Assessing the risk of stroke

Stroke or cerebrovascular accidents involve decreased oxygen to the neurons and the brain tissue due to interrupted blood supply, as detected by Ct scan in lahore. Cerebrovascular accidents (CVAs) are associated with preventable risk factors, and keeping a scorecard can help one assess their own risk. According to experts, about 90 percent cases of stroke are avertible and if one follows the guideline of the National Stroke Association, stroke can be avoided. Read on to know more about assessing the risk of stroke:

What are the symptoms of stroke?

As mentioned before, stroke is a consequence of interrupted oxygen and nutrition to the brain tissue. When the neurons are damaged secondary to stroke, they produce characteristic symptoms including the following:

There is sudden weakness and numbness in the limbs, especially in the arms, particularly on one side of the body. There is also trouble walking with loss of coordination and balance if the legs are involved. The patient can look confused, with trouble in comprehending instructions as well as trouble speaking. Alternatively, they can appear agitated while saying gibberish.  Some strokes present with difficulty in seeing out of one or both eyes.

Impending stroke is heralded by transient ischemic attacks (TIAs) which are symptoms similar to stroke but lasting only a few minutes. TIAs are warning signs for the brain but don’t cause permanent damage.

Stroke Risk Assessment

Stroke risk can be assessed using a scorecard for eight categories. Once the patient fills the scorecard, the cumulative score gives an idea about the probability of stroke and future cerebrovascular accident in this patient.

The Stroke Risk Assessment includes the following:

  1. Blood pressure

For people with normal blood pressure, less than 120 systolic and 80 diastolic, the risk is low. Caution is recommended for people with BP ranges between 120-139 by 80-89 mm Hg. People with blood pressure reading consistently over 140/90 are considered high risk.

  1. Smoking

Smokers with high pack years are at higher risk for cerebrovascular accidents compared to non-smokers while those who are trying to quit are cautioned.

  1. Cholesterol

For people with total cholesterol between 200 and 239, caution is recommended. For low risk, total cholesterol must be less than 200, while high risk patients have readings greater than 240.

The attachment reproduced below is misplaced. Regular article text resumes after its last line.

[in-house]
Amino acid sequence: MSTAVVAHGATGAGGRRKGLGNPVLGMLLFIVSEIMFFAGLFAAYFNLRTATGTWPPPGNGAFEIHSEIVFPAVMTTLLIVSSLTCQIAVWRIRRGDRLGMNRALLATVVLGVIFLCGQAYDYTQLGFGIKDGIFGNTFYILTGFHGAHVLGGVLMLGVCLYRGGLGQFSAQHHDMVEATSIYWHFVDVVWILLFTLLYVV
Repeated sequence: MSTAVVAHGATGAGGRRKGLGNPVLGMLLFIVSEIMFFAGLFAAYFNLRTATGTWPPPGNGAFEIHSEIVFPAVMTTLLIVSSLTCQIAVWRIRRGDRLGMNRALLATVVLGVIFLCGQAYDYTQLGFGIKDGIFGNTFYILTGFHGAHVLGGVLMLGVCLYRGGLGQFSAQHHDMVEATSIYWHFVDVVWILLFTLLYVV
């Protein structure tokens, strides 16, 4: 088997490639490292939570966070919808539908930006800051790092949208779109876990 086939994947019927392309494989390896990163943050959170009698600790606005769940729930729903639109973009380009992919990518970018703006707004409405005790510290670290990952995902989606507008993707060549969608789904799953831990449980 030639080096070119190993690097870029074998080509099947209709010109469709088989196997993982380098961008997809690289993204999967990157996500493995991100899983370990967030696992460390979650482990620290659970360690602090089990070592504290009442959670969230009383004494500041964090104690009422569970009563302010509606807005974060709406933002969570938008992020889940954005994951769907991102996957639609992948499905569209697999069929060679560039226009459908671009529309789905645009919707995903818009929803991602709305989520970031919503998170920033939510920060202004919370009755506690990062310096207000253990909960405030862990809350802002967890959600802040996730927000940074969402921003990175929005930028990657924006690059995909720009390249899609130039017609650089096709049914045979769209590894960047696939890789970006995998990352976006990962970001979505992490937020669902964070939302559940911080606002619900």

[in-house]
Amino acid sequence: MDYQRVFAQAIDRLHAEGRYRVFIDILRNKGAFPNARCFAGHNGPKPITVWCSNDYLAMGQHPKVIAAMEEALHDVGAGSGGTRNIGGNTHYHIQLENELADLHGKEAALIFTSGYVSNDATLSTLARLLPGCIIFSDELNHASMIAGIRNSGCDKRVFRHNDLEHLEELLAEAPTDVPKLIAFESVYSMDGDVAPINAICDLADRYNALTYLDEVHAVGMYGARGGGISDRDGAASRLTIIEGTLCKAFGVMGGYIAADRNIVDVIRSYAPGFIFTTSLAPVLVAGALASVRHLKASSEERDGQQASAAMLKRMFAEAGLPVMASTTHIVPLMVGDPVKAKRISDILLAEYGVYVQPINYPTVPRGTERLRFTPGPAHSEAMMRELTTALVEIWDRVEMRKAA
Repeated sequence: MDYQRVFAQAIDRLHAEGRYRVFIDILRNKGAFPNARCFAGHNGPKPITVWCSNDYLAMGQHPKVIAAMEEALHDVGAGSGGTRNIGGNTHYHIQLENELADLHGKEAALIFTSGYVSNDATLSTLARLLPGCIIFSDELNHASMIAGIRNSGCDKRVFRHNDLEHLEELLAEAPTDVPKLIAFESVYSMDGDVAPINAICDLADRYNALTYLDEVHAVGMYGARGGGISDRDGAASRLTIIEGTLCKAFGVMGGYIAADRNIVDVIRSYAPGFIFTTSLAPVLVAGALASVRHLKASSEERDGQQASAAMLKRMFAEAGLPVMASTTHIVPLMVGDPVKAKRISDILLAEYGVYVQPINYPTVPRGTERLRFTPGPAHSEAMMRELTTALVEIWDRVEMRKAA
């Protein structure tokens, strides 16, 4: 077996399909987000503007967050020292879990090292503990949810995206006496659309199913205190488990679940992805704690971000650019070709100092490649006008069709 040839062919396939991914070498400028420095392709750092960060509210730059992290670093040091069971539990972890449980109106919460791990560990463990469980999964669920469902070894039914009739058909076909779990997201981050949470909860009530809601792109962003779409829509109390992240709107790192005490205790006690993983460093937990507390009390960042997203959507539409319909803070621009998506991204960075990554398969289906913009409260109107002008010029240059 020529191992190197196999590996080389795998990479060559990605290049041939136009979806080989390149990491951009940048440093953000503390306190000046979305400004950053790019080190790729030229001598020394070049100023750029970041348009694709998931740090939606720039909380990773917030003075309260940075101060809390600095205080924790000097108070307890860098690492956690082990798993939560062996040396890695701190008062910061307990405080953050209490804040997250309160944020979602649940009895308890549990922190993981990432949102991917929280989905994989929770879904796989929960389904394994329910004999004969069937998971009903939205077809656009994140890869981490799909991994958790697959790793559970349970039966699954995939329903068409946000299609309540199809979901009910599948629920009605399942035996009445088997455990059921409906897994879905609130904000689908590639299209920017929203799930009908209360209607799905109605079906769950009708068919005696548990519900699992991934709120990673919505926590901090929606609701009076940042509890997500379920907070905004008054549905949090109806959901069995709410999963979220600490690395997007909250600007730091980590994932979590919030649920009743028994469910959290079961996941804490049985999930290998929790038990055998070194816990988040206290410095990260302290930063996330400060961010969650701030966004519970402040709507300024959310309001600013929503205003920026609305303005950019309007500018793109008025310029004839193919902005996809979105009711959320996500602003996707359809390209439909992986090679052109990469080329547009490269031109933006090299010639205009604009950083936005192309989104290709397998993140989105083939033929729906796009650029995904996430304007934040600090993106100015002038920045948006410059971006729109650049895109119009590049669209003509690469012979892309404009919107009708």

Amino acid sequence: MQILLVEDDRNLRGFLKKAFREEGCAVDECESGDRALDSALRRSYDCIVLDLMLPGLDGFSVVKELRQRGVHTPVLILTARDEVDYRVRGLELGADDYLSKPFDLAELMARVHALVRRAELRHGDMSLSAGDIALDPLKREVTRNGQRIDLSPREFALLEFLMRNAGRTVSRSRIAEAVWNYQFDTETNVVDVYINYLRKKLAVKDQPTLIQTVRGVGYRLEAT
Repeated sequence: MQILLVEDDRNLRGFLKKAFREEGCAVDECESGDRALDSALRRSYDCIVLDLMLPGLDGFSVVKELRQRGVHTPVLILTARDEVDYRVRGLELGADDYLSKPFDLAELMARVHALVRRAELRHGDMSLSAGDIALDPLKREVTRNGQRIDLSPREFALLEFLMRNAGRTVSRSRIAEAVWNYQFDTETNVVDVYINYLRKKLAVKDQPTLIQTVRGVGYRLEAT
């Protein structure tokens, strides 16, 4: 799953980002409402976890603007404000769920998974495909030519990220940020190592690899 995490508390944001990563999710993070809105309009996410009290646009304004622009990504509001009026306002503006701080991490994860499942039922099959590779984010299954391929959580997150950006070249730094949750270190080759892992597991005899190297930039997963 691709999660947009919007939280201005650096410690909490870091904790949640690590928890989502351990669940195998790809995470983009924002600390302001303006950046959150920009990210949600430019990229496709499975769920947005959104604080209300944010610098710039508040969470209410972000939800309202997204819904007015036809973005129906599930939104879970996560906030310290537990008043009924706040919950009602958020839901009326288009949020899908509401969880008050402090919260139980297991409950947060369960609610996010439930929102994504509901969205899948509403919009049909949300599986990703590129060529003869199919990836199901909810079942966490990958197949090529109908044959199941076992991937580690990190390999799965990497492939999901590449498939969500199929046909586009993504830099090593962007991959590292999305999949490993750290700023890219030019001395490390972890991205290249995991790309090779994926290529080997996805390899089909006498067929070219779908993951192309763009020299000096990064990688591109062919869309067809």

1. Diabetes

Diabetics are considered high risk for cerebrovascular accidents, while those with borderline high HbA1C are cautioned.

  1. Atrial fibrillation

Conditions associated with atrial fibrillation and irregular heartbeat have a high risk for cerebrovascular accidents as emboli are common in atrial fibrillation. If the heartbeat is not irregular, the risk of stroke is low.

  1. Family history

Patients with positive family history of stroke are considered high risk while those with no family history are at low risk.

  1. Weight

Patients who are slightly overweight are cautioned, and those with healthy weight are at low risk. Overweight and obese individuals are at high risk of stroke.

  1. Exercise

Those who exercise regularly or exercise a few times a week are at lesser risk than those with a sedentary lifestyle.

People with a caution score between 4 to 6 should work with nutritionists and healthcare providers to bring their score to the low risk category. Those who score 6 to 8 in the low risk category are considered in good health.

People with an overall score of 3 or more for high risk categories should see their healthcare provider urgently about stroke prevention strategies. If they feel an onset of loss of coordination, trouble seeing, face drooping on smiling, downward arm drift, and slurred speech, they should get a ct scan in karachi urgently to rule out stroke. Time is of the essence in cerebrovascular accidents and urgent care can prevent irreversible injury.